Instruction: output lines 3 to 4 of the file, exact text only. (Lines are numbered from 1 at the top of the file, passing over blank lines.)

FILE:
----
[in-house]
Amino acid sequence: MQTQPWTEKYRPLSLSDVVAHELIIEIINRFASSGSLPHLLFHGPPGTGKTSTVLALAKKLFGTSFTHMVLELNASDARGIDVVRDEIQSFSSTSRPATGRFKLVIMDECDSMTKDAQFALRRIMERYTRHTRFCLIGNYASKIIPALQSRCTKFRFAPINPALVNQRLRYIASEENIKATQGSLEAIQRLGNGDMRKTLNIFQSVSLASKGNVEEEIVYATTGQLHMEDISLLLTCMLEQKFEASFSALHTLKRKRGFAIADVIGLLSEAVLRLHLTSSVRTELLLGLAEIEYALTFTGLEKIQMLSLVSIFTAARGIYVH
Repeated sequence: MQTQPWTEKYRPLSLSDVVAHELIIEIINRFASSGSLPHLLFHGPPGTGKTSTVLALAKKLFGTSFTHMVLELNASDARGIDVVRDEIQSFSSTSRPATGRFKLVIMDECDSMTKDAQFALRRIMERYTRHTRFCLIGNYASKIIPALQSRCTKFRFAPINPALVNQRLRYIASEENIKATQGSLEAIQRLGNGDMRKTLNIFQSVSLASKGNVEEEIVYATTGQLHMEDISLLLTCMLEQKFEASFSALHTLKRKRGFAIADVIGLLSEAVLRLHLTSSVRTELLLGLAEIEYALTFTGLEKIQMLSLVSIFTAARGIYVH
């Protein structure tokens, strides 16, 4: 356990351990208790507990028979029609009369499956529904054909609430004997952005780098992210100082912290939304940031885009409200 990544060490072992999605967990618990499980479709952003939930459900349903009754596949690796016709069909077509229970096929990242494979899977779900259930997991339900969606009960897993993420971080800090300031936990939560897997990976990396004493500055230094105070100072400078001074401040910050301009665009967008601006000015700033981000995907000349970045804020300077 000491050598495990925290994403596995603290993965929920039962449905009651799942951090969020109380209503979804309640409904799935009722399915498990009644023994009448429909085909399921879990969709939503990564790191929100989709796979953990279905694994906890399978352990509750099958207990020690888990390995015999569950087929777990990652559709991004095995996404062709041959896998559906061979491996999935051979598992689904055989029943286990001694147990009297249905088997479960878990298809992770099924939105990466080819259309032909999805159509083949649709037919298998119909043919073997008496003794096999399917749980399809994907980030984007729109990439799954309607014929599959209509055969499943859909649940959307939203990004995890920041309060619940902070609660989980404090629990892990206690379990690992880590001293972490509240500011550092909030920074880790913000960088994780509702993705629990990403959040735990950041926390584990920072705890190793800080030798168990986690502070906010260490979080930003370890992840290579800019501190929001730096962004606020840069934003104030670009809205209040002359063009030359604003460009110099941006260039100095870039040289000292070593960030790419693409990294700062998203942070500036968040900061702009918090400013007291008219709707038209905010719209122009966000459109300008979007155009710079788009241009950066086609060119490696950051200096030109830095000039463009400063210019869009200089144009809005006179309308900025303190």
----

Repeated sequence: MQTQPWTEKYRPLSLSDVVAHELIIEIINRFASSGSLPHLLFHGPPGTGKTSTVLALAKKLFGTSFTHMVLELNASDARGIDVVRDEIQSFSSTSRPATGRFKLVIMDECDSMTKDAQFALRRIMERYTRHTRFCLIGNYASKIIPALQSRCTKFRFAPINPALVNQRLRYIASEENIKATQGSLEAIQRLGNGDMRKTLNIFQSVSLASKGNVEEEIVYATTGQLHMEDISLLLTCMLEQKFEASFSALHTLKRKRGFAIADVIGLLSEAVLRLHLTSSVRTELLLGLAEIEYALTFTGLEKIQMLSLVSIFTAARGIYVH
């Protein structure tokens, strides 16, 4: 356990351990208790507990028979029609009369499956529904054909609430004997952005780098992210100082912290939304940031885009409200 990544060490072992999605967990618990499980479709952003939930459900349903009754596949690796016709069909077509229970096929990242494979899977779900259930997991339900969606009960897993993420971080800090300031936990939560897997990976990396004493500055230094105070100072400078001074401040910050301009665009967008601006000015700033981000995907000349970045804020300077 000491050598495990925290994403596995603290993965929920039962449905009651799942951090969020109380209503979804309640409904799935009722399915498990009644023994009448429909085909399921879990969709939503990564790191929100989709796979953990279905694994906890399978352990509750099958207990020690888990390995015999569950087929777990990652559709991004095995996404062709041959896998559906061979491996999935051979598992689904055989029943286990001694147990009297249905088997479960878990298809992770099924939105990466080819259309032909999805159509083949649709037919298998119909043919073997008496003794096999399917749980399809994907980030984007729109990439799954309607014929599959209509055969499943859909649940959307939203990004995890920041309060619940902070609660989980404090629990892990206690379990690992880590001293972490509240500011550092909030920074880790913000960088994780509702993705629990990403959040735990950041926390584990920072705890190793800080030798168990986690502070906010260490979080930003370890992840290579800019501190929001730096962004606020840069934003104030670009809205209040002359063009030359604003460009110099941006260039100095870039040289000292070593960030790419693409990294700062998203942070500036968040900061702009918090400013007291008219709707038209905010719209122009966000459109300008979007155009710079788009241009950066086609060119490696950051200096030109830095000039463009400063210019869009200089144009809005006179309308900025303190």